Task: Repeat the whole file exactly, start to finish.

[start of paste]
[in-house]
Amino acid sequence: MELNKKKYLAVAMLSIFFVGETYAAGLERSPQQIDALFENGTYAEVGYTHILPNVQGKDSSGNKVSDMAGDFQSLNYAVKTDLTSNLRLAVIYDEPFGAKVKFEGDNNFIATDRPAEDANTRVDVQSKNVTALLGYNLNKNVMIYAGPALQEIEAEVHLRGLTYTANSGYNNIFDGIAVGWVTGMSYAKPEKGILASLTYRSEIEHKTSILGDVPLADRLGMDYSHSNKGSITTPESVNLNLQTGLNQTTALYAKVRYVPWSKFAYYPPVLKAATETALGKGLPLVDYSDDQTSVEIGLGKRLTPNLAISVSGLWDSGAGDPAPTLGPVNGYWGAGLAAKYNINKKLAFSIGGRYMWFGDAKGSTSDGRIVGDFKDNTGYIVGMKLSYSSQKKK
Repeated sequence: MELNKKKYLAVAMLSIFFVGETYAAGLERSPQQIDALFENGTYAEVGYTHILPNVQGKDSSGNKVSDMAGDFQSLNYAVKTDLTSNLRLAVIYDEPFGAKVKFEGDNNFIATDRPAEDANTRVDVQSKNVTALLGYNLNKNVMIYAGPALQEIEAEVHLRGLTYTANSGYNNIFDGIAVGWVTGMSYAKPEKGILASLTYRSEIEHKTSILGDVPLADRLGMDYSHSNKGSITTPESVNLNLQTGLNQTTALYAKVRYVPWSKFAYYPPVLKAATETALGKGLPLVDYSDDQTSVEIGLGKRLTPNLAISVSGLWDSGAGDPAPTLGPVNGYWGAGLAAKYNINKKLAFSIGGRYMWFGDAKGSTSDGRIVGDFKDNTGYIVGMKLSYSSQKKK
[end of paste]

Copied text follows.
[in-house]
Amino acid sequence: MELNKKKYLAVAMLSIFFVGETYAAGLERSPQQIDALFENGTYAEVGYTHILPNVQGKDSSGNKVSDMAGDFQSLNYAVKTDLTSNLRLAVIYDEPFGAKVKFEGDNNFIATDRPAEDANTRVDVQSKNVTALLGYNLNKNVMIYAGPALQEIEAEVHLRGLTYTANSGYNNIFDGIAVGWVTGMSYAKPEKGILASLTYRSEIEHKTSILGDVPLADRLGMDYSHSNKGSITTPESVNLNLQTGLNQTTALYAKVRYVPWSKFAYYPPVLKAATETALGKGLPLVDYSDDQTSVEIGLGKRLTPNLAISVSGLWDSGAGDPAPTLGPVNGYWGAGLAAKYNINKKLAFSIGGRYMWFGDAKGSTSDGRIVGDFKDNTGYIVGMKLSYSSQKKK
Repeated sequence: MELNKKKYLAVAMLSIFFVGETYAAGLERSPQQIDALFENGTYAEVGYTHILPNVQGKDSSGNKVSDMAGDFQSLNYAVKTDLTSNLRLAVIYDEPFGAKVKFEGDNNFIATDRPAEDANTRVDVQSKNVTALLGYNLNKNVMIYAGPALQEIEAEVHLRGLTYTANSGYNNIFDGIAVGWVTGMSYAKPEKGILASLTYRSEIEHKTSILGDVPLADRLGMDYSHSNKGSITTPESVNLNLQTGLNQTTALYAKVRYVPWSKFAYYPPVLKAATETALGKGLPLVDYSDDQTSVEIGLGKRLTPNLAISVSGLWDSGAGDPAPTLGPVNGYWGAGLAAKYNINKKLAFSIGGRYMWFGDAKGSTSDGRIVGDFKDNTGYIVGMKLSYSSQKKK